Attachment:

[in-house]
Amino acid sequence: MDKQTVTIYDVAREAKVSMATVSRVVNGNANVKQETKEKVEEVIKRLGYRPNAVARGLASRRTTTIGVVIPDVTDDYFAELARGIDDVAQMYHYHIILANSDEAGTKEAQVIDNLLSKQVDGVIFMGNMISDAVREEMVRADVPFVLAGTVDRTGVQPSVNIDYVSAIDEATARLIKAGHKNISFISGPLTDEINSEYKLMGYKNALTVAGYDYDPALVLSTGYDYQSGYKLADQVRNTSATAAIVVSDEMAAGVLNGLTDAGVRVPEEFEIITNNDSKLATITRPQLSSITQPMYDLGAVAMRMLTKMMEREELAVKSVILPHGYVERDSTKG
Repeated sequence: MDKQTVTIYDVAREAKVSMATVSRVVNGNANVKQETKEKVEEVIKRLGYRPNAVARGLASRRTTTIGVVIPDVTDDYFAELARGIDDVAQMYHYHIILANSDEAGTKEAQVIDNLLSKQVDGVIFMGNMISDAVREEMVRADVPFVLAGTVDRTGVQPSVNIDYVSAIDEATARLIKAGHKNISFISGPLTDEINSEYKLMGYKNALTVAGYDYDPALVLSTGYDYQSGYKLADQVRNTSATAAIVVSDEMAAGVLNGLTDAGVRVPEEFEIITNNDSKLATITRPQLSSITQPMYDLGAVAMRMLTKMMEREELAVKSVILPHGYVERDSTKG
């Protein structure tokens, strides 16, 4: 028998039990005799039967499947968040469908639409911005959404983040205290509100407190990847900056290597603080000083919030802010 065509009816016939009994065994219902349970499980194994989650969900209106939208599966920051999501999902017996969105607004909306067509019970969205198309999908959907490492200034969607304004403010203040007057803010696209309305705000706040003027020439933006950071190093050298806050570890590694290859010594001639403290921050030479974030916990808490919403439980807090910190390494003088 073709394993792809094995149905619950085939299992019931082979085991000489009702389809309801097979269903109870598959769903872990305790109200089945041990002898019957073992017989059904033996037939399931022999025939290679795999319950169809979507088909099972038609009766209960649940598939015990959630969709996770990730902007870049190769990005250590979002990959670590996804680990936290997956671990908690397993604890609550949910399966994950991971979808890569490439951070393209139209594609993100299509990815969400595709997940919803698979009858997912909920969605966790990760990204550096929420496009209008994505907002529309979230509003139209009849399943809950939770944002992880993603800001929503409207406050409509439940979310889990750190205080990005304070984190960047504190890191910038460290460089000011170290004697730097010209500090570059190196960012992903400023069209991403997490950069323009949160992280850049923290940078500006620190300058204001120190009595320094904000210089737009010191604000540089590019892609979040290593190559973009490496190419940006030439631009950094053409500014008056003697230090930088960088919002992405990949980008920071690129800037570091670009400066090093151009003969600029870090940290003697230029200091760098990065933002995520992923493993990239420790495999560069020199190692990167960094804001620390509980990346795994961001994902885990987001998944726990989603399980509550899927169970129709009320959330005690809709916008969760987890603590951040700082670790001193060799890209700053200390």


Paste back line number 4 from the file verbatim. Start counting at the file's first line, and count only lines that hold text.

């Protein structure tokens, strides 16, 4: 028998039990005799039967499947968040469908639409911005959404983040205290509100407190990847900056290597603080000083919030802010 065509009816016939009994065994219902349970499980194994989650969900209106939208599966920051999501999902017996969105607004909306067509019970969205198309999908959907490492200034969607304004403010203040007057803010696209309305705000706040003027020439933006950071190093050298806050570890590694290859010594001639403290921050030479974030916990808490919403439980807090910190390494003088 073709394993792809094995149905619950085939299992019931082979085991000489009702389809309801097979269903109870598959769903872990305790109200089945041990002898019957073992017989059904033996037939399931022999025939290679795999319950169809979507088909099972038609009766209960649940598939015990959630969709996770990730902007870049190769990005250590979002990959670590996804680990936290997956671990908690397993604890609550949910399966994950991971979808890569490439951070393209139209594609993100299509990815969400595709997940919803698979009858997912909920969605966790990760990204550096929420496009209008994505907002529309979230509003139209009849399943809950939770944002992880993603800001929503409207406050409509439940979310889990750190205080990005304070984190960047504190890191910038460290460089000011170290004697730097010209500090570059190196960012992903400023069209991403997490950069323009949160992280850049923290940078500006620190300058204001120190009595320094904000210089737009010191604000540089590019892609979040290593190559973009490496190419940006030439631009950094053409500014008056003697230090930088960088919002992405990949980008920071690129800037570091670009400066090093151009003969600029870090940290003697230029200091760098990065933002995520992923493993990239420790495999560069020199190692990167960094804001620390509980990346795994961001994902885990987001998944726990989603399980509550899927169970129709009320959330005690809709916008969760987890603590951040700082670790001193060799890209700053200390």